Poor schools, repressive governments, and archaic social mores assure abysmal rates of economic growth. Starvation haunts Egypt, Syria, Yemen, and Afghanistan.
Vast reserves of oil and gas have distorted nearly every aspect of life. Miniature medieval-like monarchies like Qatar become surreal world powers playing at war in Libya and Syria, indifferent to the lives they break, as a vast underclass of oppressed foreign workers toils away and a princess deploys the largest budget for art purchases in human history. The privileged can indulge their cruel impulses, protected by connections and money. Sex tourism to poor countries like India flourishes.
Al-Mayassa bint Hamad bin Khalifa Al-Thani (b. 1983), sister of the emir of Qatar and chairperson of the Qatar Museums Authority, reportedly has about US$1 billion a year to spend on art.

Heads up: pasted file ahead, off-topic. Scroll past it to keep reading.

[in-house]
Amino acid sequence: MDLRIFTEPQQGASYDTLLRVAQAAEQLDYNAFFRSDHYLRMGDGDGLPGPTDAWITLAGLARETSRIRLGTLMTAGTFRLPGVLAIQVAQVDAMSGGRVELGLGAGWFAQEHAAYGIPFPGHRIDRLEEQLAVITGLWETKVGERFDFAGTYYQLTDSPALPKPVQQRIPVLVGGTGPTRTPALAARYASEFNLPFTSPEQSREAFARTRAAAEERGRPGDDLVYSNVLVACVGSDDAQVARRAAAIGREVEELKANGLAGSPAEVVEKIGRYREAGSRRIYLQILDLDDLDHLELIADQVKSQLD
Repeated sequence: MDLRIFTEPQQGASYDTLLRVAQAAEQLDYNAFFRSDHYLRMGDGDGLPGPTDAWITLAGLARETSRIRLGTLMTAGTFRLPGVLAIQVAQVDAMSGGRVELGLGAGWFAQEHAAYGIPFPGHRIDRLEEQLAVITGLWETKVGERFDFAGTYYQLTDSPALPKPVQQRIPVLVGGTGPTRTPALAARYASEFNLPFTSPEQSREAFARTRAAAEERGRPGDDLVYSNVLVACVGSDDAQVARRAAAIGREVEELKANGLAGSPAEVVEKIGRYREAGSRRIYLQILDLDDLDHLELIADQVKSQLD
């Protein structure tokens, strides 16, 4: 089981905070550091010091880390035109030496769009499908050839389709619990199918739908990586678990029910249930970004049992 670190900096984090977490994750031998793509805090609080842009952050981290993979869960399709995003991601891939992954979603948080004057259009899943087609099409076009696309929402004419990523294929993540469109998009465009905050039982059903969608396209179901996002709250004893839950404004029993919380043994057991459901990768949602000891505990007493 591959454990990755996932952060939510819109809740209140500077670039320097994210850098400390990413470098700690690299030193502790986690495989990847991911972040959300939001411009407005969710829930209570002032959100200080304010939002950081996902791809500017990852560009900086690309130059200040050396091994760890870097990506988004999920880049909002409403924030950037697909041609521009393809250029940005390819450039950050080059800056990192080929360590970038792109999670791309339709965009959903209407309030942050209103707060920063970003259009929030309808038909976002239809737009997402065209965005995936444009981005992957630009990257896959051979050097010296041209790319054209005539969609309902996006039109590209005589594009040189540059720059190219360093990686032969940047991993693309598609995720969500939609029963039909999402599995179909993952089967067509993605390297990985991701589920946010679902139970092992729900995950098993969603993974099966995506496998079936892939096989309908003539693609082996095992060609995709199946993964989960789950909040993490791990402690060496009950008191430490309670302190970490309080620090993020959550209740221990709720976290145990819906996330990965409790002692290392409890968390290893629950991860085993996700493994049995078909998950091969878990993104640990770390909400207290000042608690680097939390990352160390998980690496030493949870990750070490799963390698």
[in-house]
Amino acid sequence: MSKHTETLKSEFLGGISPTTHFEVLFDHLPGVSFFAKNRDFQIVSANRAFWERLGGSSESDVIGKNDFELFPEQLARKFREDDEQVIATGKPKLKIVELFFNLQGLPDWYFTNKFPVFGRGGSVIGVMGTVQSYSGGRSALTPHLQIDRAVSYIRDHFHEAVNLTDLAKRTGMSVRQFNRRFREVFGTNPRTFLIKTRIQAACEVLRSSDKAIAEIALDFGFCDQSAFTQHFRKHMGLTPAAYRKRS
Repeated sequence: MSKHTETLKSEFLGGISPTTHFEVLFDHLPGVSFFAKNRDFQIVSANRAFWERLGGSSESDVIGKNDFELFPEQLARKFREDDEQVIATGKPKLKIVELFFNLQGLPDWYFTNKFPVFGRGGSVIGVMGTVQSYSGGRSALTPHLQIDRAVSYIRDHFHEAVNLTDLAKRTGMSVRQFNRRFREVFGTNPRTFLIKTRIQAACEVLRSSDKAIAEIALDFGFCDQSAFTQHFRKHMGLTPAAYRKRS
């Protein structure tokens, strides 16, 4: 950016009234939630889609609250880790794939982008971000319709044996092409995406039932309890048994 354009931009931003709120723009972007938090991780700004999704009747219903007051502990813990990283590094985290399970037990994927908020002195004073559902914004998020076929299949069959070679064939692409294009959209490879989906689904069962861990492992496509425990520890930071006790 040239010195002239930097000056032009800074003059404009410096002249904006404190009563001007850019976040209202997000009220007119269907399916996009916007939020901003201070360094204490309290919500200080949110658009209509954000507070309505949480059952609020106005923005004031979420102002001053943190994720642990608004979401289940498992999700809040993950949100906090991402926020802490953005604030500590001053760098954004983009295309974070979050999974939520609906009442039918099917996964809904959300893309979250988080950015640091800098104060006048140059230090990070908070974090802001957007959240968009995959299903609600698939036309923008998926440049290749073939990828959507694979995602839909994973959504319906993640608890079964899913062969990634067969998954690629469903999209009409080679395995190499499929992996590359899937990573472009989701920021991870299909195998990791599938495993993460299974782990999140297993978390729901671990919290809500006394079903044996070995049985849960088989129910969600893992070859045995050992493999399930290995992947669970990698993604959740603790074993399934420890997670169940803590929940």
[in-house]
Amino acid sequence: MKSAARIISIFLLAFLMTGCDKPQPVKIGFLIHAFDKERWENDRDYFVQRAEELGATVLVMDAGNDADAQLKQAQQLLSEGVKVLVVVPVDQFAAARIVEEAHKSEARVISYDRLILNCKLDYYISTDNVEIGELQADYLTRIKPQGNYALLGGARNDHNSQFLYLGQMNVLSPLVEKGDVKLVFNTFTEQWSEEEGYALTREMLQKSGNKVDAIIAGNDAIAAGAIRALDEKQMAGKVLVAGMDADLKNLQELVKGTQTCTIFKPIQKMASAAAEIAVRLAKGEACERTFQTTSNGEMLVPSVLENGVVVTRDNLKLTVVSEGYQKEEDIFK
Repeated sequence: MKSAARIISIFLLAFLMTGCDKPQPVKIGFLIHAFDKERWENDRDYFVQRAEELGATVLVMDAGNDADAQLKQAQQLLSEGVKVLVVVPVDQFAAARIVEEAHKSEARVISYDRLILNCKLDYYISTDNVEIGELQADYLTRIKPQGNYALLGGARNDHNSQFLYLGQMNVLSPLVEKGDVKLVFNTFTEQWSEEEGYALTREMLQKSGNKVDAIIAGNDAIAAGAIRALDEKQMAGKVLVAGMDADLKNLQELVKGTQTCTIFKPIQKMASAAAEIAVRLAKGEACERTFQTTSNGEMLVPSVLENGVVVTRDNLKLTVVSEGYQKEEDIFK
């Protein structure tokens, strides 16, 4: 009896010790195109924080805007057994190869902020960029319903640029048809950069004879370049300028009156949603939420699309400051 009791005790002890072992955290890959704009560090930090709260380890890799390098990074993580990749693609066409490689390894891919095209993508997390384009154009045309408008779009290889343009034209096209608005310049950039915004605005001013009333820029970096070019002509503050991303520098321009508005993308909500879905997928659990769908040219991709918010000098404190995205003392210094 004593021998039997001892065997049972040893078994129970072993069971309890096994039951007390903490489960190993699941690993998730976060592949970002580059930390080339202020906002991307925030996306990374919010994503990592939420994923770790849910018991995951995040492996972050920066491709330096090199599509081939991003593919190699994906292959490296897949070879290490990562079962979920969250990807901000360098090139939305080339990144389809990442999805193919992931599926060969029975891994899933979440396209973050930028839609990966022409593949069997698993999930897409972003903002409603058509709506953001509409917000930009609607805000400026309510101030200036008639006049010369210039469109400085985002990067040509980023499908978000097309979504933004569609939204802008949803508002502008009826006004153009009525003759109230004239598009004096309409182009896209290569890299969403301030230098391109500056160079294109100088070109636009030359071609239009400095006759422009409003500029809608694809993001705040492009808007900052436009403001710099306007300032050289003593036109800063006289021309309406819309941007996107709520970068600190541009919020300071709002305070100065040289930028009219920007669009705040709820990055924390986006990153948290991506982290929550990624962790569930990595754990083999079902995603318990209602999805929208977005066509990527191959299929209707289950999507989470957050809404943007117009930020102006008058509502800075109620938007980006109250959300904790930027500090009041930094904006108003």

Islamism, currently the most dynamic and threatening political ideology, is summed up by a morbid Hamas declaration to Israelis: "We love death more than you love life." Polygyny, burqas, genital mutilation, and honor killing make Middle Eastern women the world's most oppressed.
Middle Eastern life suffers from acute biases – often official – based on religion, sect, ethnicity, tribe, skin color, nationality, gender, sexual orientation, age, citizenship, work, and disability. Slavery remains a scourge.